When I first discovered Pastures of the Blue Crane on my school library shelf as a teenager, I thought that I had struck gold – that I had uncovered some little known Aussie treasure.
I have since discovered that Pastures of the Blue Crane won the CBCA Book of the Year Award for 1965 & that Hesba Fay Brinsmead (1922 – 2003) wrote a lot of children’s book.
I recently found Brinsmead’s 2003 obit in the SMH which summed up nicely a lot of what I wanted to say about this book…
“Brinsmead’s most famous book remains her first, Pastures of the Blue Crane, published in 1964.
This novel, set in the Tweed district, won the Children’s Book of the Year Award and the Mary Gilmore Award, and achieved an international reputation.
She also won a Children’s Book of the Year Award for her landmark Longtime Passing (1971), the first of a semi-autobiographical trilogy set in the Blue Mountains.
Pastures of the Blue Crane was also the source of one of the first mini-series on ABC television. It is a coming-of-age story about a teenage girl, Ryl Merewether. Ryl is all alone in the world – or so she thinks – when she suddenly inherits a rundown shack in northern NSW, which comes complete with a crusty old grandfather and some other surprising relatives she didn’t know about.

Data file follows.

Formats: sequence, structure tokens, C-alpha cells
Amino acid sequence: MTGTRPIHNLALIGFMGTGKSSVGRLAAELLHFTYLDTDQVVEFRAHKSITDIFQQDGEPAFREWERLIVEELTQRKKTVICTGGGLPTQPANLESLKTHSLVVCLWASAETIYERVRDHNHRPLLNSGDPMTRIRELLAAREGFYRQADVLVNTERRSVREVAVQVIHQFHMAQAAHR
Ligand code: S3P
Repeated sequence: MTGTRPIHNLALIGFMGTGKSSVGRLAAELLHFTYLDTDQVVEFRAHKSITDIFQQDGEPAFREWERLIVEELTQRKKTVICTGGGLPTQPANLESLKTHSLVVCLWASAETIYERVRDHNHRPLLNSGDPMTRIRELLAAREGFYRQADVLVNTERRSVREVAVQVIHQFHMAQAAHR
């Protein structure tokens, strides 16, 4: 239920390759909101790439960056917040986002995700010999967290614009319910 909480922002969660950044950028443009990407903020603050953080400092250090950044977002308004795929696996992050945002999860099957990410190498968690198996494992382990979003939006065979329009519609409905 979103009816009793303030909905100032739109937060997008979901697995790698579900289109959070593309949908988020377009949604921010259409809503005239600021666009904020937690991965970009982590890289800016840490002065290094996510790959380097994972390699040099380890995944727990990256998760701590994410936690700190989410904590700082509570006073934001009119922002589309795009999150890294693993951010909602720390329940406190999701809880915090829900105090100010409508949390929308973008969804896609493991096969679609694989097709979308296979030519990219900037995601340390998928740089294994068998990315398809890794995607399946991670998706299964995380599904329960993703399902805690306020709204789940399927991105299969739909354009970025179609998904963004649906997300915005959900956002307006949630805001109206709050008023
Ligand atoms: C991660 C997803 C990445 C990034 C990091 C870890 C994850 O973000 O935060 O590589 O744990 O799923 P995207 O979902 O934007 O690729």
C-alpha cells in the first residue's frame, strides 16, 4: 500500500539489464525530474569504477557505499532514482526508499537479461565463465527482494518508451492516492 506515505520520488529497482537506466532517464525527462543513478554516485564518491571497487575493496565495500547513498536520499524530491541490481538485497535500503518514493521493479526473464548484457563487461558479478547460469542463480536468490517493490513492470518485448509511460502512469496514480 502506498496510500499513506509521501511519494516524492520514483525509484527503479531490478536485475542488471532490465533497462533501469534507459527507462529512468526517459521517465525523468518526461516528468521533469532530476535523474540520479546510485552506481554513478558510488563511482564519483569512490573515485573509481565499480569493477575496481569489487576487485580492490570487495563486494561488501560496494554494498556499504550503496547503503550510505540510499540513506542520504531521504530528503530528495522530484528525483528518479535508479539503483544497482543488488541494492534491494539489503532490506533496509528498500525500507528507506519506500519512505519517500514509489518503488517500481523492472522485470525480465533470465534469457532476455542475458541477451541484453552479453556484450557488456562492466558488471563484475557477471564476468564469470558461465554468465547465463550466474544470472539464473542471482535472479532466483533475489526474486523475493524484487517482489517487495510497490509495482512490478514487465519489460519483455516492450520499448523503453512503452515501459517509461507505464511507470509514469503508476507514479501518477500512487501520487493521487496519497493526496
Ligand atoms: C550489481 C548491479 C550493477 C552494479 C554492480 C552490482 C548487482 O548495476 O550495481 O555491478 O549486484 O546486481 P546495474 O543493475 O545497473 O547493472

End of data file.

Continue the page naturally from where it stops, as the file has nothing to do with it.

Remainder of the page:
In this little adventure story, Brinsmead tackles many big issues, including the irresponsible property development ruining the pristine Tweed coastline, and the casual racism, sexism and narrow-minded conformity of Australian society.
Brinsmead was a generation ahead of her time as an environmentalist, being an early campaigner for Lake Pedder and the Franklin. She led the way as a sensitive and wry commentator on Australian society, a chronicler of pioneering days, a keen and witty observer of family life, and was among the first authors to tackle indigenous issues.
She was a valiant writer, who overcame adversities that would have stumped a lesser person.
Hesba Fay Hungerford was born in the tiny Blue Mountains settlement of Berambing in what was then the remotest of wildernesses.
All her life, Hesba was known as “Pixie” to her friends and family. The nickname suited her spritely personality, her will-o’-the-wisp frame and her sparkling demeanour.”
My dad grew up in the Tweed and we spent many, many family Christmas’ in the area with aunts, uncles, cousins and grandma. My memories of the area date from the early 70’s on…just 5 or 6 years after Brinsmead wrote Pastures of the Blue Crane.